I do not see him joining the discredited club of old African leaders. I see him being concerned about his image both at home and abroad. Whatever Khama owes, he owes it to Botswana.

As a Zimbabwean, I honestly have hopes that this might be to our advantage. And to Africa too. Khama is unfettered by the useless camaraderie from the liberation wars.

Can the old aggressive doctrine that my friend’s enemy is also my enemy really be taken seriously? If, in these days when everyone seeks unfettered personal freedoms, my friend makes enemies, does it mean that person, who never wronged or threatened me or my family, is my enemy? Forget George W Bush’s wrongly applied biblically-sourced threats that ‘you are either with us or against us.’ Why is my friend’s enemy my enemy when I can make a ‘positive difference’ between both?

SADC leaders picked Mugabe over the suffering abused masses and, in the process, might have adopted enemies who are not their own. SADC has been in existence for as long as Zimbabweans have been suffering but SADC chose not to side with Zimbabwe’s rank and file.

We got elated when Abdoulaye Wade of Senegal declared that he did not wish to belong to the ‘trade union of despots’. Wade is there somewhere; he ain’t talking no more. Mwai Kibaki’s foreign minister also fired a broadside at Mugabe. But the Kenyans also went cold.

Now there is John Agyekum KUFUOR of Ghana. The fact that Kufuor could stand on the steps of SA’s Union Building, with Mbeki by his side, and openly call for a closer examination of Mugabe’s errant governance was something we cherished, especially coming so soon after Levy Mwanawasa’s Titanic analogy.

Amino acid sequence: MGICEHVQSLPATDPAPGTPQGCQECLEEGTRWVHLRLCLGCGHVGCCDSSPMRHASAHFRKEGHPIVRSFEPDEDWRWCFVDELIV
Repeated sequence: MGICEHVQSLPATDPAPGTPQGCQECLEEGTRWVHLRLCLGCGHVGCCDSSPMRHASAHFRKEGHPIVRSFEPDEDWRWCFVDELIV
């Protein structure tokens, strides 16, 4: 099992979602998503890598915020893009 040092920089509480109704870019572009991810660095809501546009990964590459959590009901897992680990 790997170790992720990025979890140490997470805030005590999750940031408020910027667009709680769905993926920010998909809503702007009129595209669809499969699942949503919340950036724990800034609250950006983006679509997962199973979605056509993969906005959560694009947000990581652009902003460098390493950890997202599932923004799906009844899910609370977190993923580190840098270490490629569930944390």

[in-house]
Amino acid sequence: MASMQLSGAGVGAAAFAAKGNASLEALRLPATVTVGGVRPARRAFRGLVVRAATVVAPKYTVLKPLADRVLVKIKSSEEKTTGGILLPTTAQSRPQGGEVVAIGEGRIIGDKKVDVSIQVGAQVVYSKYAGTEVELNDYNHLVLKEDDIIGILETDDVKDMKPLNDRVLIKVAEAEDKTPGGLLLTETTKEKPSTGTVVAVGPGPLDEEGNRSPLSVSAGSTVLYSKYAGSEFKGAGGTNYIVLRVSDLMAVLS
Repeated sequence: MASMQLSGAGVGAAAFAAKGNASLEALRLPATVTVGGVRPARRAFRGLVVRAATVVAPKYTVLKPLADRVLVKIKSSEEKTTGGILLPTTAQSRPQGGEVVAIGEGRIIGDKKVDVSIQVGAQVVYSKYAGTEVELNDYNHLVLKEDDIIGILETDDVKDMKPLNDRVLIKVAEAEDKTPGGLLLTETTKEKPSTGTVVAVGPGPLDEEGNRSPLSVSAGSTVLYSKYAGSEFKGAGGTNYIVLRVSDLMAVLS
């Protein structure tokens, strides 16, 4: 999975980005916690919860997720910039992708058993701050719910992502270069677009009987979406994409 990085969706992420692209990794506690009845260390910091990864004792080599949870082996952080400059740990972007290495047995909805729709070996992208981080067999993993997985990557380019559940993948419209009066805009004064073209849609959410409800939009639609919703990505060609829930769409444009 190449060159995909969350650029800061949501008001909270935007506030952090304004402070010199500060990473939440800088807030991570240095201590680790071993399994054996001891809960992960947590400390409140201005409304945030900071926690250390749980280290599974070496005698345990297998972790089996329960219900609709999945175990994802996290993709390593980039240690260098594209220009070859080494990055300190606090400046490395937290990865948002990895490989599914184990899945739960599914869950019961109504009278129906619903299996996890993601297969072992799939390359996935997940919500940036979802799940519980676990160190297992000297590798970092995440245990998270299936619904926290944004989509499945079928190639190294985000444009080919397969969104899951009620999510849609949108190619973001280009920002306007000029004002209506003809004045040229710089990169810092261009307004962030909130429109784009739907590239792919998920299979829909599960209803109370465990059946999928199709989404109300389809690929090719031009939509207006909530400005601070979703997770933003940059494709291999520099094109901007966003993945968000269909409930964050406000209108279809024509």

Zimbabweans continue to hear SADC leaders shouting “Viva!” every time Mugabe urinates into SADC’s drinking well in total disregard of their citizens’ well-being.

I also say: “Viva, SADC!”

The camaraderie is not because they once trudged the forests together in search of freedom. For years, I felt sorry for Namibians under Sam Mujoma, a man who left the presidency still believing that every song in the hymn book was written for Mugabe. It’s just the old mentality.

The Zimbabwean army is no longer entirely made up of “those who fought in the liberation war.” The majority in the Zimbabwean army is what we refer to as ‘born frees’, i.e. those born on or after April 18, 1980, Zimbabwe’s independence. Our born-frees are 28 years old now and those who fought in the liberation war are well over 40, with most out of the army. But the old leadership, which includes Mugabe, is still there trying to teach new dogs old tricks.

Africa must move away from antiquated politics; we need a new generation of leaders, unfettered by worthless camaraderie of having fought colonialism. We fought and won. We should have started moving ahead a long time ago but we seem to have a stagnant mentality.